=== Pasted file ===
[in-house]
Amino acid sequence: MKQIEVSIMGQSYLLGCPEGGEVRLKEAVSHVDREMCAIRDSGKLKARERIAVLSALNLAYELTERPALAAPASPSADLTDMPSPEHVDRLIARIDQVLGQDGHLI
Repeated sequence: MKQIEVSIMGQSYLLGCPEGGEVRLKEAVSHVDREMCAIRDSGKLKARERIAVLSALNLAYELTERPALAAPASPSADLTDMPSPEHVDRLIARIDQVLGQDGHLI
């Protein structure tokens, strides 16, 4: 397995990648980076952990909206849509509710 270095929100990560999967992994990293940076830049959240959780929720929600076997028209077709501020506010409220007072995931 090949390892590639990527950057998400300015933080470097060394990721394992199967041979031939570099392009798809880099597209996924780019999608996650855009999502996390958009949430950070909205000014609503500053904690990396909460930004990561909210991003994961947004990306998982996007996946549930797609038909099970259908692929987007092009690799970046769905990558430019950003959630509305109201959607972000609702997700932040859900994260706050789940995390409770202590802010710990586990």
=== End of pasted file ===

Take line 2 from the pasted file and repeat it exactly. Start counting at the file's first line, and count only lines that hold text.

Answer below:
Amino acid sequence: MKQIEVSIMGQSYLLGCPEGGEVRLKEAVSHVDREMCAIRDSGKLKARERIAVLSALNLAYELTERPALAAPASPSADLTDMPSPEHVDRLIARIDQVLGQDGHLI